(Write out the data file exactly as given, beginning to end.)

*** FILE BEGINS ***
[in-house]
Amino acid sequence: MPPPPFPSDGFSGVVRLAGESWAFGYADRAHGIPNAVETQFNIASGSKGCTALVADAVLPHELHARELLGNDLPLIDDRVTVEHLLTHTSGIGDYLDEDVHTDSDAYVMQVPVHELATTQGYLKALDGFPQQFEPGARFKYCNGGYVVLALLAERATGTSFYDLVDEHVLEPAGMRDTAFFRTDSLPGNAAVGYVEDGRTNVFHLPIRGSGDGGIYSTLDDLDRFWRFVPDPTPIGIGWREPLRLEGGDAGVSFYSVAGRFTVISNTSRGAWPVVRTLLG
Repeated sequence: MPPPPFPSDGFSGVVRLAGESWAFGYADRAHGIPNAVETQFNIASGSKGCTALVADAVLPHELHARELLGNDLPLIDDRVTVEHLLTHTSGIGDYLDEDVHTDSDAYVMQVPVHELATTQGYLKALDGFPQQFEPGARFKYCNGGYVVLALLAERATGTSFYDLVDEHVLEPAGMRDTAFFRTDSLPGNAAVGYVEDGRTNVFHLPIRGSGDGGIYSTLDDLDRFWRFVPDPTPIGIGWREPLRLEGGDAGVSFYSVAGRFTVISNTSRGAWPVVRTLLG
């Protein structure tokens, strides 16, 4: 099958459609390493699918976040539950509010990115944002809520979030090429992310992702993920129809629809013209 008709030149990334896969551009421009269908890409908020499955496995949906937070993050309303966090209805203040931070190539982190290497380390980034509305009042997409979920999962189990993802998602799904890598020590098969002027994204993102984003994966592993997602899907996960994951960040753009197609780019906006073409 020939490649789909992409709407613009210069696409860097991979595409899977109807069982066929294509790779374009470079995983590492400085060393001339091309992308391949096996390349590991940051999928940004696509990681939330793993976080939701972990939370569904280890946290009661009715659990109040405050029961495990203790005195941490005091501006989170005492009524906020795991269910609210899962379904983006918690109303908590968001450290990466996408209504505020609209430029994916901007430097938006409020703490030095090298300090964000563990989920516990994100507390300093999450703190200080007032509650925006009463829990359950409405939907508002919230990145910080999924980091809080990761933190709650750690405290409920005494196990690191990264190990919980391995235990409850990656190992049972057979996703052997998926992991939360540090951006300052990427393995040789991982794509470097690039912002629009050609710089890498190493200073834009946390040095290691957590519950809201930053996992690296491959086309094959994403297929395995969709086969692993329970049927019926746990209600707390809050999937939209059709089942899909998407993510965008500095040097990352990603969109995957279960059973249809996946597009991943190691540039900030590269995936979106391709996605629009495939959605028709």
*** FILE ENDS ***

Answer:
[in-house]
Amino acid sequence: MPPPPFPSDGFSGVVRLAGESWAFGYADRAHGIPNAVETQFNIASGSKGCTALVADAVLPHELHARELLGNDLPLIDDRVTVEHLLTHTSGIGDYLDEDVHTDSDAYVMQVPVHELATTQGYLKALDGFPQQFEPGARFKYCNGGYVVLALLAERATGTSFYDLVDEHVLEPAGMRDTAFFRTDSLPGNAAVGYVEDGRTNVFHLPIRGSGDGGIYSTLDDLDRFWRFVPDPTPIGIGWREPLRLEGGDAGVSFYSVAGRFTVISNTSRGAWPVVRTLLG
Repeated sequence: MPPPPFPSDGFSGVVRLAGESWAFGYADRAHGIPNAVETQFNIASGSKGCTALVADAVLPHELHARELLGNDLPLIDDRVTVEHLLTHTSGIGDYLDEDVHTDSDAYVMQVPVHELATTQGYLKALDGFPQQFEPGARFKYCNGGYVVLALLAERATGTSFYDLVDEHVLEPAGMRDTAFFRTDSLPGNAAVGYVEDGRTNVFHLPIRGSGDGGIYSTLDDLDRFWRFVPDPTPIGIGWREPLRLEGGDAGVSFYSVAGRFTVISNTSRGAWPVVRTLLG
């Protein structure tokens, strides 16, 4: 099958459609390493699918976040539950509010990115944002809520979030090429992310992702993920129809629809013209 008709030149990334896969551009421009269908890409908020499955496995949906937070993050309303966090209805203040931070190539982190290497380390980034509305009042997409979920999962189990993802998602799904890598020590098969002027994204993102984003994966592993997602899907996960994951960040753009197609780019906006073409 020939490649789909992409709407613009210069696409860097991979595409899977109807069982066929294509790779374009470079995983590492400085060393001339091309992308391949096996390349590991940051999928940004696509990681939330793993976080939701972990939370569904280890946290009661009715659990109040405050029961495990203790005195941490005091501006989170005492009524906020795991269910609210899962379904983006918690109303908590968001450290990466996408209504505020609209430029994916901007430097938006409020703490030095090298300090964000563990989920516990994100507390300093999450703190200080007032509650925006009463829990359950409405939907508002919230990145910080999924980091809080990761933190709650750690405290409920005494196990690191990264190990919980391995235990409850990656190992049972057979996703052997998926992991939360540090951006300052990427393995040789991982794509470097690039912002629009050609710089890498190493200073834009946390040095290691957590519950809201930053996992690296491959086309094959994403297929395995969709086969692993329970049927019926746990209600707390809050999937939209059709089942899909998407993510965008500095040097990352990603969109995957279960059973249809996946597009991943190691540039900030590269995936979106391709996605629009495939959605028709």